The Arc’teryx Blade 6, the smallest of the packs, is perfect for when you just need a laptop, a few other things and the ability of be extremely light. The backpack’s look and feel was tailored for the city, and its sleek exterior helps you blend in everywhere. The materials are not as weather proof as the GORUCK and EVERGOODS packs are, but short of a torrential rain, it’s ok. I usually choose this pack when I know I will be moving a lot, from meetings to a business lunch, to a presentation, to a commute back, I don’t need to carry much beyond my laptop, standard kit and maybe a small wind breaker.

The one thing to really understand when choosing the right size of backpack is that, what you carry dictates the size and the features in you backpack. Figure out what you will need to carry first, then how you’ll like to carry it, then decide on the size of the backpack.

Recommended Backpacks for the Urban Commuter

One of the questions I often get, is “what backpack should I get”. Well, you saw the ones I use, but here are the ones I think are currently the best for the urban commute (and for traveling as well). I chose a mix of sizes and each one with different features, but they all maintain the main features that I mentioned on Part I and throughout this post.



The GORUCK GR1 is one of the most versatile rucks (it’s a ruck, not a backpack!) out there today. Its simplicity, low profile, and internal organization, coupled with tough materials that can handle weather and harsh environments, make this ruck great for the commute. Available in 2 sizes: 21 and 26 liters.



The GORUCK Echo is the little brother of the GR1. Designed to carry only the essentials, its slim profile make it a perfect backpack for the urban environment. Same features as the GR1 on a very small profile pack. Highly recommended. Caveat though: if you are big or tall, this pack might be a little too small.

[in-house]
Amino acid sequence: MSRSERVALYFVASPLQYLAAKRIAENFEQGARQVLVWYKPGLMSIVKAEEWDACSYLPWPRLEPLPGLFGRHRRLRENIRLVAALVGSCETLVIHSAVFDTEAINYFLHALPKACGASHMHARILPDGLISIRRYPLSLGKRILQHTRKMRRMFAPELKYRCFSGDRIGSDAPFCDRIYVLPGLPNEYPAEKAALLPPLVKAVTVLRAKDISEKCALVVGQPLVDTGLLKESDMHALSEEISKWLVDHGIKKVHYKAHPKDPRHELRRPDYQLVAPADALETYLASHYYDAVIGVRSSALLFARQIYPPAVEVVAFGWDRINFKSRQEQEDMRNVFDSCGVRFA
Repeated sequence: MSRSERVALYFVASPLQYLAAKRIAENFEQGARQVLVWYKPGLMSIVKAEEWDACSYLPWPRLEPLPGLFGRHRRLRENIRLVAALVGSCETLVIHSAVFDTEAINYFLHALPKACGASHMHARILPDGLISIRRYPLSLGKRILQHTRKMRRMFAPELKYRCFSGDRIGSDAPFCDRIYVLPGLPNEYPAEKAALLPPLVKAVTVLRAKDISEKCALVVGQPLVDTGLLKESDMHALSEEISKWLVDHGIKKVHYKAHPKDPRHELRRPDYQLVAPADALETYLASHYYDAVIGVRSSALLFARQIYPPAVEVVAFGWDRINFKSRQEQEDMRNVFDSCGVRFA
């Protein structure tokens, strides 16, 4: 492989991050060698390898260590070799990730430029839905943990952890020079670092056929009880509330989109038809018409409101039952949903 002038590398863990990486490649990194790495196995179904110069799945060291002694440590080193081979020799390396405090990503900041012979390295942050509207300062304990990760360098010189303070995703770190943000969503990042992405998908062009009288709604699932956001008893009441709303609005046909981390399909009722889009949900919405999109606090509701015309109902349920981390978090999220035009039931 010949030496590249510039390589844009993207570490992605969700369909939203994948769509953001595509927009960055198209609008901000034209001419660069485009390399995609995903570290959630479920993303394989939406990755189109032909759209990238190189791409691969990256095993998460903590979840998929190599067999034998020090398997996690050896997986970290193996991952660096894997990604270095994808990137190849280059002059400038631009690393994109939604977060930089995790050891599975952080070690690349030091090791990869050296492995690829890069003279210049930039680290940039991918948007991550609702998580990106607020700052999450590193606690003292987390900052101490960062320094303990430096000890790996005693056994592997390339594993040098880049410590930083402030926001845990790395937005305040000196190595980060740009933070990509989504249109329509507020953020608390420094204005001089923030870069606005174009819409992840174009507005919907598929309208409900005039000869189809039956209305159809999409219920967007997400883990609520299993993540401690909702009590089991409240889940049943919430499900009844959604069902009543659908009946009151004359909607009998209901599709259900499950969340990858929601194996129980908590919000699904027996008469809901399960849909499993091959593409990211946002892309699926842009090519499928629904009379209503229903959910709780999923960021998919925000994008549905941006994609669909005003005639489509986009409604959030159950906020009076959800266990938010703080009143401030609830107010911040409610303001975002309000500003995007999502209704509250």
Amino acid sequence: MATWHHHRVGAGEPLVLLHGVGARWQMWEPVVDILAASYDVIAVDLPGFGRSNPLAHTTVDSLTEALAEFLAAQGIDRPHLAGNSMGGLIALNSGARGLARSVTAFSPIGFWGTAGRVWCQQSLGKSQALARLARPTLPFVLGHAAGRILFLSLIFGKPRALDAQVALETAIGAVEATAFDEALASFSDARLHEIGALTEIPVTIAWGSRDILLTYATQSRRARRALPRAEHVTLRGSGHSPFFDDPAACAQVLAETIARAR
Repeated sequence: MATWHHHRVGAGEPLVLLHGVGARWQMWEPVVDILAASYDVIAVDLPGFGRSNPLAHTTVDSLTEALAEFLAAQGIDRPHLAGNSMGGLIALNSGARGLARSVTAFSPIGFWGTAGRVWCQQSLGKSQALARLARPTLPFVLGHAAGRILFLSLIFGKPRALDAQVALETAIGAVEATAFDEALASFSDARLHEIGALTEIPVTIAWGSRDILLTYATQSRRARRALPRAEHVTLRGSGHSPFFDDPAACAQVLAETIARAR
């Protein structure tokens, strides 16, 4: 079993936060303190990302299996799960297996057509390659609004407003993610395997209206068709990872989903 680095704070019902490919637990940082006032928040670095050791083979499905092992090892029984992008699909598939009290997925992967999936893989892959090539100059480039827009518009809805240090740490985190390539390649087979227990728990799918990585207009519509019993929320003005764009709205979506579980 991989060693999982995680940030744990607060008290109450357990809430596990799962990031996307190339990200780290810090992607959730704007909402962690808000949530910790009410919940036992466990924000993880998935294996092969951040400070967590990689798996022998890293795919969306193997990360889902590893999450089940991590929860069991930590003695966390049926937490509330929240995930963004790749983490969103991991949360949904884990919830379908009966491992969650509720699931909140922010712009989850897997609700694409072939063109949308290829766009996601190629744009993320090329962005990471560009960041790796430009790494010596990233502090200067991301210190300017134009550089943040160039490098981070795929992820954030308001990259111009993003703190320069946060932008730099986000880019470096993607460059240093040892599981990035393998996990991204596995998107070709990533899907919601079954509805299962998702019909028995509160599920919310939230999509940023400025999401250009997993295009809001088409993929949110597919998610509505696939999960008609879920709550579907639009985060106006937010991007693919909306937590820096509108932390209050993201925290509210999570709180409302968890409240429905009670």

TAD Axion 18

The Triple Aught Design Axion 18 backpack was purposely designed for the modern urban commuter. The collection of features and organizational design is perfect for carrying everyday commuting stuff. Made out of weather resistant materials, the Axiom 18 will keep your staff dry and secure. And at 18 Liters, it’s around the sweet spot for sizing.


Arc’teryx Blade 20

The Arc’teryx Blade 20 features are tailored for the urban environment. With a combination of a minimalist and low key exterior, and an interior that focuses on organization and easy access. This 20 liters pack has a separate pocket for packing some change of clothing or gym stuff. Easy to use and great for blending in, the material used on the exterior, while weather proof, it will not be able to keep the interior dry on sustained rain or snow.



The EVERGOODS Civic Panel Loader 24 (CPL24) is a crossover between an urban pack and one you can use to hit the trails. Simple exterior meets a highly organized interior. The big main compartment of the CLP24 allows you to carry a lot of stuff when needed. The pack features one of the most comfortable straps systems out there today, and its low key looks makes this pack easy to use on almost any environment.


As you saw in this post, there are many things to consider when choosing a pack for your commute. Personally, I chose to remain light and able to move fast, searching organizational features and a low profile on all the packs I have. Your choice might vary, but as part of the philosophy, safety is important, and one of the key elements of safety is remaining out of the way.

Be safe and commute on.

Gear, Tips, PacksUrbanCommuter